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Bill aims to provide tax clarity on staking digital currencies

The United States’ approach to digital asset rewards is overly complex, leading to confusion, double taxation, and overseas relocation of U.S. companies, according to Rep. Drew Ferguson (R-GA).

The lawmaker made the statement when introducing ‘The Providing Tax Clarity for Digital Assets Act’ with Wiley Nickel (D-NC) on April 30. The Act aims to ensure block and staking rewards are only taxed at the time of their sale or exchange.

While it has a journey ahead of it before becoming law, the Act received full support from both the Proof-of-Stake Alliance and Coin Center, think tanks designed to advocate for the interests of the digital currency industry.

Clarity is good, but this amplifies the problems with proof-of-stake blockchains

Regulatory clarity is generally a good thing, but The Providing Tax Clarity for Digital Assets Act will, perhaps unwittingly, amplify some of the critical problems with proof-of-stake blockchains.

Unlike proof-of-work chains, where miners are known and can be identified due to their vast power consumption, proof-of-stake validators can remain comparatively anonymous. This leads to network security issues, such as not knowing who is running validators or what their agenda is. It also leads towards monopoly and the inability of competitors to enter and take on large oligarchies on the network.

One of the ways to identify who is staking is to tax staking rewards. If those receiving rewards for staking have to pay tax on them, there’s a paper trail detailing who is staking, or at least who was at one point. Or, at least, there should be.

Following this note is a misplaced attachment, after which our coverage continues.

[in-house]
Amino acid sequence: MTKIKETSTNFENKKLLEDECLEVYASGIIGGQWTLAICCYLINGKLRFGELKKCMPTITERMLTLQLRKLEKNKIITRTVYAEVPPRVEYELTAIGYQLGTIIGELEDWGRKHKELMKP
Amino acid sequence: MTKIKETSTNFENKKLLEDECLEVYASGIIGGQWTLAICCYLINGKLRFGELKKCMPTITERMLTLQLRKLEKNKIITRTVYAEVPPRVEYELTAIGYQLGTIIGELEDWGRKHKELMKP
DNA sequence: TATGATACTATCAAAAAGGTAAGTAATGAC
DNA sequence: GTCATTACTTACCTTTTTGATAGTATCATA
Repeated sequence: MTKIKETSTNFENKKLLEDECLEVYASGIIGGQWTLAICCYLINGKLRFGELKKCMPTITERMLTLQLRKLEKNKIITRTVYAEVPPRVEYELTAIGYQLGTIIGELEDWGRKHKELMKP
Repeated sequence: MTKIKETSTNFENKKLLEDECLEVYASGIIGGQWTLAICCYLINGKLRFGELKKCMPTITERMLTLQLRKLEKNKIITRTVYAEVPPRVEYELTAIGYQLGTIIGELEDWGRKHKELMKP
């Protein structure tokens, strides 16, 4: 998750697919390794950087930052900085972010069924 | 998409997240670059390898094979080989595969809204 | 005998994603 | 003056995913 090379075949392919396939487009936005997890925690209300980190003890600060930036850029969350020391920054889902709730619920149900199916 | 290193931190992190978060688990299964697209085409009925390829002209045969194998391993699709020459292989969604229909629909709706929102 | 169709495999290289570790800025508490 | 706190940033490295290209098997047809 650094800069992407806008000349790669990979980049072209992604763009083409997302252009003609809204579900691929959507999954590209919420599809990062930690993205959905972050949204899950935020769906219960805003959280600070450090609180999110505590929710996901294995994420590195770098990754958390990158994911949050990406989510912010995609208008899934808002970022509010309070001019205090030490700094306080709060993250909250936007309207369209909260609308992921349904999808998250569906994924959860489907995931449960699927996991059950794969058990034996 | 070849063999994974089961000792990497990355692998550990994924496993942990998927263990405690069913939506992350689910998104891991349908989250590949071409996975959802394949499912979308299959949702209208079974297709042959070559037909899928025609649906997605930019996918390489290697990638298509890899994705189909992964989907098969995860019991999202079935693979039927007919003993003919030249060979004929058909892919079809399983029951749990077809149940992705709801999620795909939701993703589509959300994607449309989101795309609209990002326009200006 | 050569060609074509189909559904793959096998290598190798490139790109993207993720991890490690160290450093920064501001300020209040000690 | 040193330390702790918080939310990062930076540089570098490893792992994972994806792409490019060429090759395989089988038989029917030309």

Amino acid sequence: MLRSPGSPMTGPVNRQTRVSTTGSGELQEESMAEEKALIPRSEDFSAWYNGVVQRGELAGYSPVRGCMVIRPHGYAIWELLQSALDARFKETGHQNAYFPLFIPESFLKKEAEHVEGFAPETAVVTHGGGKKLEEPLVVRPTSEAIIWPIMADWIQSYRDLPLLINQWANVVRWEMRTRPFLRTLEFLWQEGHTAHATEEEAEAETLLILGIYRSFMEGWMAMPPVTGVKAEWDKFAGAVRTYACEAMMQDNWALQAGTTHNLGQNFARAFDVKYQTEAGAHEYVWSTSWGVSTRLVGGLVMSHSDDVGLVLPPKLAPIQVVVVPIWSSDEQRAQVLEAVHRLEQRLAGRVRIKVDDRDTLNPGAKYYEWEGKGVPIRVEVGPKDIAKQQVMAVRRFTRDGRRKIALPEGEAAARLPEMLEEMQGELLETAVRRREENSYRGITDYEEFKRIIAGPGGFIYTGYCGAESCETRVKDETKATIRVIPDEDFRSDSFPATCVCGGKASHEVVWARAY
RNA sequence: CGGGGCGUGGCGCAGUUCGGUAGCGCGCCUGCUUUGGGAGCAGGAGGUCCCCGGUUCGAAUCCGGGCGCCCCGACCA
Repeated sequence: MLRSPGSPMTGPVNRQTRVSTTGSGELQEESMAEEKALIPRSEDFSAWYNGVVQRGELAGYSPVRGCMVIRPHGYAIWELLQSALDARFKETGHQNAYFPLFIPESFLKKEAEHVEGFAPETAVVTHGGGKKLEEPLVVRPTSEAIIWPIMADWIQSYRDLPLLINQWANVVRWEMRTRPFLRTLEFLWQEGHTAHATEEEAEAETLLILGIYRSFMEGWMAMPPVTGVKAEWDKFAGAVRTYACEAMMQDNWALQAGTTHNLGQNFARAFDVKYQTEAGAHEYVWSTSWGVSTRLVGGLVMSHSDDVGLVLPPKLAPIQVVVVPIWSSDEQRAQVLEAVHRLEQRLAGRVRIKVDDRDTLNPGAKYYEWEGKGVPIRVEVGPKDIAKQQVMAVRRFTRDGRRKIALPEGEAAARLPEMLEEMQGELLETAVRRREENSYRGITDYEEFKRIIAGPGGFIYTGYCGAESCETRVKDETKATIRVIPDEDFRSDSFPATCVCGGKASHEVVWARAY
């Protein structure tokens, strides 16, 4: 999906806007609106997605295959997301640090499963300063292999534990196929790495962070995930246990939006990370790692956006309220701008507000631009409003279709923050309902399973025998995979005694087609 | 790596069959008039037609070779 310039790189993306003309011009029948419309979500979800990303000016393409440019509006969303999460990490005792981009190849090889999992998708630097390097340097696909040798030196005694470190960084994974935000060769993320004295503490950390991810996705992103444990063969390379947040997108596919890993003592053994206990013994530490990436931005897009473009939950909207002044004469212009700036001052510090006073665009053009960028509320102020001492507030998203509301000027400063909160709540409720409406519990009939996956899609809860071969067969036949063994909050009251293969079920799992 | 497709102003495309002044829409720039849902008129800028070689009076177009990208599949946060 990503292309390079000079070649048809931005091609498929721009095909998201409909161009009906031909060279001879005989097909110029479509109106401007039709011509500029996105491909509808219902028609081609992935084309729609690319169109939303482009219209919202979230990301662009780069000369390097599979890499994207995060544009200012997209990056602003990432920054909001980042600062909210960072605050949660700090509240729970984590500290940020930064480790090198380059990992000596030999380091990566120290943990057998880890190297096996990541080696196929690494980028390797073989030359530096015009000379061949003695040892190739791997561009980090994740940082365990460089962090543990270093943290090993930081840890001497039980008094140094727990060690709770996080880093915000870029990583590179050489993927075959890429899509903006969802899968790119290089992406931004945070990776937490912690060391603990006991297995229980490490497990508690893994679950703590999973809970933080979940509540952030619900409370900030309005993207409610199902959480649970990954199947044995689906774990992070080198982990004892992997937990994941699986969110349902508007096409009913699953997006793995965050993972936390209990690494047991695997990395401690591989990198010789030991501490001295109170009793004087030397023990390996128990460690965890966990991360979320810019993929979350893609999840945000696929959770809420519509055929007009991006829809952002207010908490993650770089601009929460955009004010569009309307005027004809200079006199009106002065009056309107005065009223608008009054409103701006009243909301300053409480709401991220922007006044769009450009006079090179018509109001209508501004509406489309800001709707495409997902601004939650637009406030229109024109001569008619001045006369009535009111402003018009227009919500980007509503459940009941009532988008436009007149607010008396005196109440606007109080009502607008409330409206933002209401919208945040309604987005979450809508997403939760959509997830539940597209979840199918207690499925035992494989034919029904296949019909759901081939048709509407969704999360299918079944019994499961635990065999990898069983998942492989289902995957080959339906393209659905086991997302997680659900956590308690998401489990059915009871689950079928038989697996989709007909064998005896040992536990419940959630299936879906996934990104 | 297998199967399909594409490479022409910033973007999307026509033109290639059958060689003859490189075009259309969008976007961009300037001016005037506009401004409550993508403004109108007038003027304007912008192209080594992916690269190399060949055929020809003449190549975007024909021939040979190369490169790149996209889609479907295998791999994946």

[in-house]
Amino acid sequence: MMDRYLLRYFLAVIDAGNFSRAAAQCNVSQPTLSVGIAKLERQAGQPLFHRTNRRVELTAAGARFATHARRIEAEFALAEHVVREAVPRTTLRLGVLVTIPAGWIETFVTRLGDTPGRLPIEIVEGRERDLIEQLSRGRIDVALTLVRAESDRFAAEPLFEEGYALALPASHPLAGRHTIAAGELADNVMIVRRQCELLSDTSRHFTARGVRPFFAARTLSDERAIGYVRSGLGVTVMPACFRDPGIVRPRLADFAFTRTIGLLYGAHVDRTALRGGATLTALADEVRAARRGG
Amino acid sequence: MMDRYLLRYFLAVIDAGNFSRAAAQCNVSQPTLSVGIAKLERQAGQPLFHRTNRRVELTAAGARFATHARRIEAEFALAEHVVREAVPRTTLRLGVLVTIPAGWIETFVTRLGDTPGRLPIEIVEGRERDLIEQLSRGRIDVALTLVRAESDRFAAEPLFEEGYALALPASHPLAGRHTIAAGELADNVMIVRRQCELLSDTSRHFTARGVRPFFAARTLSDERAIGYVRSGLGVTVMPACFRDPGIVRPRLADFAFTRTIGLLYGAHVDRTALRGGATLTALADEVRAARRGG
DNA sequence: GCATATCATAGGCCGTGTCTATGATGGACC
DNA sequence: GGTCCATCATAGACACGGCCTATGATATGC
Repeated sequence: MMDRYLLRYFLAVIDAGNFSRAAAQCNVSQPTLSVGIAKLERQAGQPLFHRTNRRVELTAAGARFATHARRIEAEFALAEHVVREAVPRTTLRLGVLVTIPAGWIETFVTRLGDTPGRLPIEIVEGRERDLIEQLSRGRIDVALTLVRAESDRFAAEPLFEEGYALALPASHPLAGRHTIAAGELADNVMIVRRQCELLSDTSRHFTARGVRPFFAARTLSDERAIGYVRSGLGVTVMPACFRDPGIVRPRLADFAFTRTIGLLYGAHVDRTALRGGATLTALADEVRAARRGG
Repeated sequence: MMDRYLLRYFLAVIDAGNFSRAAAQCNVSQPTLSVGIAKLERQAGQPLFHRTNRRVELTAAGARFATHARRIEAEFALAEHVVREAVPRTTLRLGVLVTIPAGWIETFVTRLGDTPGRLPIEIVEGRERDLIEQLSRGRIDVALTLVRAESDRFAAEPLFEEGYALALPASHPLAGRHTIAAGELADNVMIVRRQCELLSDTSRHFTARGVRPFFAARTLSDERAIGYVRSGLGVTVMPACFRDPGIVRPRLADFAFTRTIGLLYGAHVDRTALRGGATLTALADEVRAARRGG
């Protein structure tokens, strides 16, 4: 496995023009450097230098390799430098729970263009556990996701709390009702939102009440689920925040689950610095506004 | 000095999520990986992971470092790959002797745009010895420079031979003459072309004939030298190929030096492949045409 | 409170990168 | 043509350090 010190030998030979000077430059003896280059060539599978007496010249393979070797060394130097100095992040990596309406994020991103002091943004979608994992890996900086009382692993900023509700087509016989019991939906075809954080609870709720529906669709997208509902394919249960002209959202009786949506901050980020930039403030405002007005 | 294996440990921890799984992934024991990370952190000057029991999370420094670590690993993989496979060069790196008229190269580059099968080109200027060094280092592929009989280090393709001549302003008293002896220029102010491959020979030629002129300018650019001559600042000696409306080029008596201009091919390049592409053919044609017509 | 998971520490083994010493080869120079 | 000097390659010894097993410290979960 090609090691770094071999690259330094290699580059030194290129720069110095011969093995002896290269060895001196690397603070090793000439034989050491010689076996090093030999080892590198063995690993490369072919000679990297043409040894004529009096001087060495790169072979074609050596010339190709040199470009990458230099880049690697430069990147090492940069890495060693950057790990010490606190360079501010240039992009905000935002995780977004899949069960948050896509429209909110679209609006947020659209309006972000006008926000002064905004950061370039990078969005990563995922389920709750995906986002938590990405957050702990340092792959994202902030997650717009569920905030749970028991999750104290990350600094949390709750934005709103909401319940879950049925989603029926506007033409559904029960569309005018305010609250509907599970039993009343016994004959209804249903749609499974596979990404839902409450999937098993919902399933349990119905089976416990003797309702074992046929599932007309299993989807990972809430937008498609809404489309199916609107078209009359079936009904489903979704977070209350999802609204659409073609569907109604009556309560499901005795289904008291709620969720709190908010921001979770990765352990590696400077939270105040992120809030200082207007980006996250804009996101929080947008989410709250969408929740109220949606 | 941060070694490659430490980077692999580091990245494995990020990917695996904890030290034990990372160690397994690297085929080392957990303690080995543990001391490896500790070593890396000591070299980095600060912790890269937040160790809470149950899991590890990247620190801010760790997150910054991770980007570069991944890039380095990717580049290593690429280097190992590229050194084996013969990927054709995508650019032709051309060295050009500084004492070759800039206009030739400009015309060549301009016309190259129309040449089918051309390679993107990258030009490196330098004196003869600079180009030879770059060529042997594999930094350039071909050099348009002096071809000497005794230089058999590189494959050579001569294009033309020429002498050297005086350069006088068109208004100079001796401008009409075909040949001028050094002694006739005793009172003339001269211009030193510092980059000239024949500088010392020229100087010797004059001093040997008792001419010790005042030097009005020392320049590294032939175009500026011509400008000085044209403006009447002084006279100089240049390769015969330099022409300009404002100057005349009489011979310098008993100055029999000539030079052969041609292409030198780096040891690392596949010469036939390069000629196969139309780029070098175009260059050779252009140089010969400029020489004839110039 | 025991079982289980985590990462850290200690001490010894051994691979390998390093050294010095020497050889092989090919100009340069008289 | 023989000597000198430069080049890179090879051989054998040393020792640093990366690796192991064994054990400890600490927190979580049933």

Abolishing the need to pay taxes on staking rewards until they are sold or exchanged only exacerbates these problems: the tax records identifying stakers will largely disappear, and the rate at which they can accumulate a larger share of the network will multiply. Think of it as similar to compound interest; if you have to sell and pay tax, that slows down your accumulation rate, whereas if you can just hold your dividends and then earn further rewards on those, you’ll grow exponentially.

While there are allegedly over one million validators on the Ethereum network today, nobody knows who they are, perfectly demonstrating the problem with the proof-of-stake consensus mechanism. How do we know that most of these validators aren’t just a handful of organizations or corporations splitting their ETH into lots of 32 tokens and gaining control of the network while making it look decentralized?

Validators and network nodes must be identifiable. It must also be possible for new entrants to come in and disrupt existing monopolies and influential players. The Providing Tax Clarity for Digital Assets Act is a bad idea from this perspective.

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